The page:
These Maps Show Which Areas Of The Country Have The Biggest Carbon Footprints
It’s no secret that the U.S. is one of the biggest carbon emitters around. Households in the U.S. alone are responsible for 20% of greenhouse gas emissions, even though they account for just over 4% of the global population.
But which areas in the U.S. are contributing the most? These interactive maps from the University of California, Berkeley show where the U.S. has the biggest carbon footprint. You can even calculate your city’s carbon footprint on their site.
The carbon footprint measurement equals the total greenhouse gas emissions of the zip code in question. An area’s carbon footprint includes things like energy people use at home, energy used by businesses, and transportation. The biggest source of emissions depends on the area. For example, the suburbs have a higher percentage of emissions coming from individual vehicles than big cities do.
The maps use data from the Residential Energy Consumption Survey. The full study was published in December in Environmental Science & Technology.
Here you can see the average annual carbon footprint across the U.S. — green is lower and the orange and red areas are higher emissions. The white areas on the map show where survey data was unavailable.
Most areas range between 40 to 80 metric tons of carbon dioxide. The Midwest and parts of the northeast are the worst areas.
Zooming in on New York City, you can see that as what the study calls a “mega city” its carbon footprint is low relative to its population density.
Unlike the map above, this map shows only how much emissions the average home is producing — emissions from electricity and commutes. This map excludes emissions from things like goods, food, and services.
It’s easy to see the worst regions in the dark red areas on the map:
Here you can see the average vehicle miles traveled by zip code. A lot of driving increases the size of a person’s carbon footprint. The purple areas represent the highest number of miles.
City v. Suburb
Intuitively it makes sense to assume that as the population density of an area increases, emissions per person decrease; when people and businesses are closer together, there’s less commuting, and more resources are shared between people.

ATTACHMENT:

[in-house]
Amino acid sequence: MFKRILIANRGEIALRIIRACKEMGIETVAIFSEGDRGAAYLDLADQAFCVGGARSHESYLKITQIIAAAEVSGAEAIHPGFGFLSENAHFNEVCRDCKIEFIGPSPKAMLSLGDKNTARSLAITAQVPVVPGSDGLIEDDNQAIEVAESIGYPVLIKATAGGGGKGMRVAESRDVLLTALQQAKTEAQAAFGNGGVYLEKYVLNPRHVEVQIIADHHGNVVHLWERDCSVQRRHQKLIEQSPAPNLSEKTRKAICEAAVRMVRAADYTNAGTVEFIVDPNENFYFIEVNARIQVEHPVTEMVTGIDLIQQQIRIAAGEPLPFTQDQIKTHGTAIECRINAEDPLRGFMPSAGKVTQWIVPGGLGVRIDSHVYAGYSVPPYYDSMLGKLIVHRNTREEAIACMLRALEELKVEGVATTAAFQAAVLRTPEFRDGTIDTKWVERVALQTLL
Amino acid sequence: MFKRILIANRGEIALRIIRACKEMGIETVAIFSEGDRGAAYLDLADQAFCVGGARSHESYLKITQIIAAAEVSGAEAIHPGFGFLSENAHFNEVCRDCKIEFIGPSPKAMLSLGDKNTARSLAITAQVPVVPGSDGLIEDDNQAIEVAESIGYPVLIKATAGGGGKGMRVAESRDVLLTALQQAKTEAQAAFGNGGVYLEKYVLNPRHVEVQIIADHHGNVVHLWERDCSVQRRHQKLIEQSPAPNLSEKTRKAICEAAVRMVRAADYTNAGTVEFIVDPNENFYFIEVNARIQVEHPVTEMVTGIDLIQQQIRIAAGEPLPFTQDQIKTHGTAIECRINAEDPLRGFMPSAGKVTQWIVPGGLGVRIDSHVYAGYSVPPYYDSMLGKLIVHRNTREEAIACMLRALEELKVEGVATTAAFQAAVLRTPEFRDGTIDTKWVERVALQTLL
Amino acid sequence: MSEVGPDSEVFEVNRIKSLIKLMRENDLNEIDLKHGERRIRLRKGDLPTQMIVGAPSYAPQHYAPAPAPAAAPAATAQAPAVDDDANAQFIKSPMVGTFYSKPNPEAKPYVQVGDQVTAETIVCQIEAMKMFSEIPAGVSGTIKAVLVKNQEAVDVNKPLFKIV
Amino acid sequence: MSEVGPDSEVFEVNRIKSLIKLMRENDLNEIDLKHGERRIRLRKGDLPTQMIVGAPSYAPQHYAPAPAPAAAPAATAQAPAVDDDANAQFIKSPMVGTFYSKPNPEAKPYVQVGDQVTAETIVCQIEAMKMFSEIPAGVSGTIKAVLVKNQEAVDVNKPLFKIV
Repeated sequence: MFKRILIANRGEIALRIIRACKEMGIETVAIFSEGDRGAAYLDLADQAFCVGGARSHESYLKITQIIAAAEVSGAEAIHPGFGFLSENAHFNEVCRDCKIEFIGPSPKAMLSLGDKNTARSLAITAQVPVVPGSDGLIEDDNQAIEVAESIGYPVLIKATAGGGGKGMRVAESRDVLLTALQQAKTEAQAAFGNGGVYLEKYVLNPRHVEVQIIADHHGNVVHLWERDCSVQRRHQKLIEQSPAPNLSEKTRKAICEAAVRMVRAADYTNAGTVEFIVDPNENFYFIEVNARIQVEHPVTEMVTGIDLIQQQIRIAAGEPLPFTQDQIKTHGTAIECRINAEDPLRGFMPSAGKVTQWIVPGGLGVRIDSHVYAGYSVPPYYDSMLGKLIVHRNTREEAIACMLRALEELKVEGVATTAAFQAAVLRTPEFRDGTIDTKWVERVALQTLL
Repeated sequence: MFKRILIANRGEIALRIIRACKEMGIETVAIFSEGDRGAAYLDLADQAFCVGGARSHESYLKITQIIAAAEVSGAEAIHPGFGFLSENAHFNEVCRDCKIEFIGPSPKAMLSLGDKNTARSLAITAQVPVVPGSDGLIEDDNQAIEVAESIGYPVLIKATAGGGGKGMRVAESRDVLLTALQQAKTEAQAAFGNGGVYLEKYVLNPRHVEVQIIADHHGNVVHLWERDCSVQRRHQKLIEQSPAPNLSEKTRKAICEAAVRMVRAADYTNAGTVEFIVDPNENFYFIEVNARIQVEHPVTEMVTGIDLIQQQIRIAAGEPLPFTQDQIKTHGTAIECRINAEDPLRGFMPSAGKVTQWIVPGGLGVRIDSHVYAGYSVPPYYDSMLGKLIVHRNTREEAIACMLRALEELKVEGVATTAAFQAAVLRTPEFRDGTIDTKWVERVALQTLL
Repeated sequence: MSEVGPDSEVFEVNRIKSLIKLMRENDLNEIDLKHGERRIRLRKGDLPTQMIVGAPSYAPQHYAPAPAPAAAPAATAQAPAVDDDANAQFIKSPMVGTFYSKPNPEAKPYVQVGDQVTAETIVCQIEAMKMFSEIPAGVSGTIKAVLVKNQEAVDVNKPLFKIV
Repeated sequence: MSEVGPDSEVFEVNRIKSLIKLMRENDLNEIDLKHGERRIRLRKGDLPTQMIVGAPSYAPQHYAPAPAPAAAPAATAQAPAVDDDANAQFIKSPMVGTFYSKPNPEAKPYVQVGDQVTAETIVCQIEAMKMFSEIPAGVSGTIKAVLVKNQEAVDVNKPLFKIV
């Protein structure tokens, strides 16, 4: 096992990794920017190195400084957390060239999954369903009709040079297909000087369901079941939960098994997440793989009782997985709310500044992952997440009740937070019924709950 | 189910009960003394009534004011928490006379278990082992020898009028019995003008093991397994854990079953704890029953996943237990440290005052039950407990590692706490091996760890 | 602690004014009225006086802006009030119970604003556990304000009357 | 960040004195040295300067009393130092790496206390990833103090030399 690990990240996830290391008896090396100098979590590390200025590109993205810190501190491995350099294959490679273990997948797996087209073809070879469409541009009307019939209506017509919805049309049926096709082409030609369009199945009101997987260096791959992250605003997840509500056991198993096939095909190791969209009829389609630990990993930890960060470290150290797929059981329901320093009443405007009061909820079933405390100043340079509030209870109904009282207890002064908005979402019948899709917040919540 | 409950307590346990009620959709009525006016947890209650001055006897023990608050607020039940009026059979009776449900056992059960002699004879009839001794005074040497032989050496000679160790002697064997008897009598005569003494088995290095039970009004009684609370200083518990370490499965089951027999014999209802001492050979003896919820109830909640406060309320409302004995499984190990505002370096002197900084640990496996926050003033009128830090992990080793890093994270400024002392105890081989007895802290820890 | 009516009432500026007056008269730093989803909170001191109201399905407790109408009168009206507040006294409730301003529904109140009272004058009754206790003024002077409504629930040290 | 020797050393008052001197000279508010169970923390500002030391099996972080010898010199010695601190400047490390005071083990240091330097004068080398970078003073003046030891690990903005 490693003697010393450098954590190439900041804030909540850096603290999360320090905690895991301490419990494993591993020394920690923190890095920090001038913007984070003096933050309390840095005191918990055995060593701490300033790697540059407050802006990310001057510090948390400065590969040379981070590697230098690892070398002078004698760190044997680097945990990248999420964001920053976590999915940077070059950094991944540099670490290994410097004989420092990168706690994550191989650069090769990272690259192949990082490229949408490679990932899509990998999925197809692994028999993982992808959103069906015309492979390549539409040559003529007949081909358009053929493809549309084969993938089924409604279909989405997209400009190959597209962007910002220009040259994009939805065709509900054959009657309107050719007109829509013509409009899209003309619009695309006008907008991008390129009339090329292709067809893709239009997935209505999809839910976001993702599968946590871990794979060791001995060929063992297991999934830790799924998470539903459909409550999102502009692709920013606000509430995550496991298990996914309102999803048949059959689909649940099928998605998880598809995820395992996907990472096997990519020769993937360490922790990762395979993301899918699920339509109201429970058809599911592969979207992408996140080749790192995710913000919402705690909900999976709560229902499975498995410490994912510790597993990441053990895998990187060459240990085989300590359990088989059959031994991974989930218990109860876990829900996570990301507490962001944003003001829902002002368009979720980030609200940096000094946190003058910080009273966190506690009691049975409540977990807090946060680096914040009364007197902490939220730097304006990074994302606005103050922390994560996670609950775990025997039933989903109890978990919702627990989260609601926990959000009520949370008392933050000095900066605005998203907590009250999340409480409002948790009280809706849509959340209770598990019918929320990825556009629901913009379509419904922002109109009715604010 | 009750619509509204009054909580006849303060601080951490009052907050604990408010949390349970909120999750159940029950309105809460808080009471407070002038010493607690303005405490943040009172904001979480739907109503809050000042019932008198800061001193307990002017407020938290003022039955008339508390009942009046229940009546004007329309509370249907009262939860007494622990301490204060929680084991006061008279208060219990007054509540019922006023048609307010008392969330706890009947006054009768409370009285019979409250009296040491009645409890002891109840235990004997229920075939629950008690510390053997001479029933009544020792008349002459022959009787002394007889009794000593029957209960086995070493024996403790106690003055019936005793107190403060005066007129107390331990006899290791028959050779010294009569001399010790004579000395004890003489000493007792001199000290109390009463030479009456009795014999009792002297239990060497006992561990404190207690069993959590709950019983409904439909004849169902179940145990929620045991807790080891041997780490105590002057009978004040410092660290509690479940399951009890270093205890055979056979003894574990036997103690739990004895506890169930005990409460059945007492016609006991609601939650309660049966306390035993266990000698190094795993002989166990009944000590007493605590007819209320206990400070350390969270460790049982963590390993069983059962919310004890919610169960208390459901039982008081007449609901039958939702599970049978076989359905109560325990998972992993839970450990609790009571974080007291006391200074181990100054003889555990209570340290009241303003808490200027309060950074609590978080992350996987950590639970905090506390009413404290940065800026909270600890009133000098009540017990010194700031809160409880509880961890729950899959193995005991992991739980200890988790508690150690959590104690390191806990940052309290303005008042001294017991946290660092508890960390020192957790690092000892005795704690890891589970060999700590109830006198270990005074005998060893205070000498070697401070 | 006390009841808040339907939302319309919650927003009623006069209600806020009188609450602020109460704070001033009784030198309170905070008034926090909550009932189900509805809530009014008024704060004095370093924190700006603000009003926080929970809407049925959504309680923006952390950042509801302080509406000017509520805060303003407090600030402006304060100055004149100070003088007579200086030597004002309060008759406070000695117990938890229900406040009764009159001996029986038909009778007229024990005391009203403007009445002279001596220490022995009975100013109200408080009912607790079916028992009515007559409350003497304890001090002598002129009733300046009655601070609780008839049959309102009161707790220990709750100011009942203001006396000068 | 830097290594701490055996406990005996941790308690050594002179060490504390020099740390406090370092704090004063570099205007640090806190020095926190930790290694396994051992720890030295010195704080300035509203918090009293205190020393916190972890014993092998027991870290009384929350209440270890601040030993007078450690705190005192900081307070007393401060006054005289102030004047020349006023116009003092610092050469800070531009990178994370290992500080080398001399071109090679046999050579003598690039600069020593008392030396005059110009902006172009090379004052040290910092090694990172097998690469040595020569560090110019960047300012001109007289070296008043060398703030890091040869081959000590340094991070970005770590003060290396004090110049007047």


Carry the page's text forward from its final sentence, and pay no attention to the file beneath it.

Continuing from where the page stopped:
But this new research shows that the relationship is more complex. The study suggests there’s really no direct correlation between population density and greenhouse gas emissions.
Emissions actually increase as population density increases until an area hits about 3,000 people per square mile.
In mega cities, like New York and Los Angeles, the emissions start decreasing again as the population density climbs. This creates an upside down “U” shape when comparing carbon footprint and population density of an area.
This is visible in the plot to the left, which has population density on the x-axis and carbon footprint on the y-axis.
Further, even though these dense metropolitan areas have a small carbon footprint relative to the number of people they hold, the surrounding suburbs have a much bigger carbon footprint, “more than offsetting the benefit of low carbon areas in city centres,” the researchers say.
A changing landscape
If more people move into the suburbs, there could be a significant increase the country’s carbon footprint. Suburbs already account for 50% of the total household carbon footprint in the U.S.
“Increasing rents would also likely further contribute to pressures to suburbanize the suburbs, leading to a possible net increase in emissions,” the researchers write in the paper.
The new insight into how population density impacts carbon footprint shows there is no one-size-fits-all strategy for reducing carbon emissions across the country: Areas with different population densities produce different amounts of carbon dioxide, they also have different main sources of CO2.
For example, transportation accounts for 50% of all emissions in suburban areas. But, in big cities like New York, one of the largest emission contributors is food services. The optimal strategy to reduce emissions in both of these areas would be different: the suburbs should focus on ways to reduce transportation emissions, and big cities should focus on ways to reduce food industry emissions.